So what IS trivia, then? For school kids, trivia is (by definition) a waste of time. It’s something that will not be on the test. It’s “extra” stuff. For unschoolers, though, in the wide new world in which EVERYTHING counts, there can be no trivia in that sense. If news of the existence of sachets ties in with what one learned of medieval plagues in Extraordinary Endings of Practically Everything and Everybody, there are two pointers which tie microbiology to European cities in the Middle Ages, and lead to paradise-guaranteed pilgrimages to Rome. Nowadays sanitation and antibiotics keep the plague from “spreading like the plague.” [Note: Extraordinary Endings... and Extraordinary Beginnings... might not be suitable for young children who read well. Read-aloud can avoid some topics that might not be ideal for pre-teens.]
Looking around my office for another book to name, I see Fowler’s Modern English Usage. Trivia!? Well if there isn’t going to be a test, the history of the word “paraphernalia” is as interesting as the death of Billy the Kid. There are minotaurs and griffons in there too, just for flipping through!
The edition of The New York Public Library Desk Reference we have might be a little outdated, but the rules of ice hockey haven’t changed, nor the way in which one addresses a letter to the Pope, nor the date of the discovery of Krypton. (Some of you thought it was just a Superman thing, didn’t you? Nope--1898, the year before aspirin.)
We have a quiz book on New Mexico. You might find one for your state too. We challenge our adults friends in front of the kids and the kids can’t wait to know enough to play. I won us dessert at a restaurant once knowing how many counties there were and the kids were in awe.
Stephen Biesty’s cross-sections books, David MacCaulay’s The Way Things Work, any “What to Do With the Kids...” kinds of books, question/answer books like The Star Wars Question and Answer Book about Space, all will fill your kids with more questions than they had before they opened the books. This is good. This is not school-good, but it’s unschooling-good. The parents don’t have to know the answers, they just need to be willing to help be on the lookout for a source to come along within the next few months or years.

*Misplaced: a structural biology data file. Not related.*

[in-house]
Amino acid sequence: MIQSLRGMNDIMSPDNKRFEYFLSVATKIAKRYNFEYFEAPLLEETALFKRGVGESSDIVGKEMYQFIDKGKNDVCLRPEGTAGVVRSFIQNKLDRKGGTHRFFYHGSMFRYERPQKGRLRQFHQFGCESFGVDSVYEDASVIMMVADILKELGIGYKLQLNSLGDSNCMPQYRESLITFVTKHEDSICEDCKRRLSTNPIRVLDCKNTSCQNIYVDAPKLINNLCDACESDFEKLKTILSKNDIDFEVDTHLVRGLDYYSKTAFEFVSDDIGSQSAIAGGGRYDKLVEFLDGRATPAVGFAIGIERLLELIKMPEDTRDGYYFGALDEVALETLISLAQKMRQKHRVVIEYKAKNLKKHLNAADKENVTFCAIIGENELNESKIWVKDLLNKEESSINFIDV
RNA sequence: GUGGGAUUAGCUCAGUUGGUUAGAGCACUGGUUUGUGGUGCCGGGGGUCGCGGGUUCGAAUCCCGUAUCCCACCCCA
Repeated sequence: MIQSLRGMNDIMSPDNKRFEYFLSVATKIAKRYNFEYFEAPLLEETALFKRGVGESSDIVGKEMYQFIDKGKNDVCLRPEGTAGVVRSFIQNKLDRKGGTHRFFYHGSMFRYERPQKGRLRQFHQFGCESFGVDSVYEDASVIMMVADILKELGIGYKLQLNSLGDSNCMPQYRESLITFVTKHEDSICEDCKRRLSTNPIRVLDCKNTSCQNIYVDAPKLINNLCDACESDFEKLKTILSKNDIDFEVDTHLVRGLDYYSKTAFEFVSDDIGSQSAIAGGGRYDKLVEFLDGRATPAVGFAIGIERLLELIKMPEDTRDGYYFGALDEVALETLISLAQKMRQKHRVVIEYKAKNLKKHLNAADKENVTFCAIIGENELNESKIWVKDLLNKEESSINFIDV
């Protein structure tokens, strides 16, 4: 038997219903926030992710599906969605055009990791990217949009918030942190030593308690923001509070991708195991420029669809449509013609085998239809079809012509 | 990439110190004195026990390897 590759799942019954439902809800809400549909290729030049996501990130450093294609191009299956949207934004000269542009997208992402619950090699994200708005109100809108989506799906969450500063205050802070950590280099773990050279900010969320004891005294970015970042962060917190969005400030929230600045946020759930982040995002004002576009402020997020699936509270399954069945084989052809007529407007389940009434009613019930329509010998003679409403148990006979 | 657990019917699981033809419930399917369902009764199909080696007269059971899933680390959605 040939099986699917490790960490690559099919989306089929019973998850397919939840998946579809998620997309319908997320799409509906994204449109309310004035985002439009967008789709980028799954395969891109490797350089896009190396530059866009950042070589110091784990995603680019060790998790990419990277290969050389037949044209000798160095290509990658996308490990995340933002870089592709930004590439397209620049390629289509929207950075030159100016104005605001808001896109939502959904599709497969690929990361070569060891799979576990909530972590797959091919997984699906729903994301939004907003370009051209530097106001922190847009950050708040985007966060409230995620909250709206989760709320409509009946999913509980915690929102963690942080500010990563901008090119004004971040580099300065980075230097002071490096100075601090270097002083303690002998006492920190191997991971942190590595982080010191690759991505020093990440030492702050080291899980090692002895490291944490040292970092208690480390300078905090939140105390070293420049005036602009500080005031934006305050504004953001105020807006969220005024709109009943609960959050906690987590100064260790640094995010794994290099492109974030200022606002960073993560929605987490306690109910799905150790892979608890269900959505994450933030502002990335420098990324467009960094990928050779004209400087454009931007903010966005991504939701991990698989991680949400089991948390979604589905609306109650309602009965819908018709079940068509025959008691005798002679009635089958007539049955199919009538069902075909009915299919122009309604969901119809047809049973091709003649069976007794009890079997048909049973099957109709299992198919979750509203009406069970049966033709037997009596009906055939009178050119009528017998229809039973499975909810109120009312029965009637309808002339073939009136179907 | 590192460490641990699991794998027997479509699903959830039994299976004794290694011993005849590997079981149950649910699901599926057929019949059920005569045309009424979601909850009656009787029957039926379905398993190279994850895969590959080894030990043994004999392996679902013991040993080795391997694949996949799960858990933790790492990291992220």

Doing the Days might be a good intro book for those afraid to embark upon the sea of trivia. (Have you looked up the history of the word “embark”? Any word history book will enthrall your whole family.) It’s a set of activities divided out by days of the year, designed to encourage thinking and doing in children. I never pay attention to the dates, much, just mine it for trivia!
2201 Fascinating Facts is well worth the dollar I paid for it, and The Book of Fascinating Facts by Encyclopaedia Britannica is worth the whole $13 I paid for it on sale at Toys ’R Us because it has over 350 pages of COLORED PICTURES. Life-size photo of a human stomach, a 1930’s typewriter with the paper half typed and legible in it, and singing cowboys. Every one of those leads us to pull out another book, or a record, or to go dig in the garage.
Visual dictionaries, books of birds, mammals, local flora, the dictionary, encyclopedia, atlas, almanac--these books can be used by the hour or by the half minute. There is no time wasted when children are thinking, asking questions, fitting new information with what they already have, and all the while smiling and laughing. Have fun!
This article originally appeared in
Home Education Magazine, November/December 1998.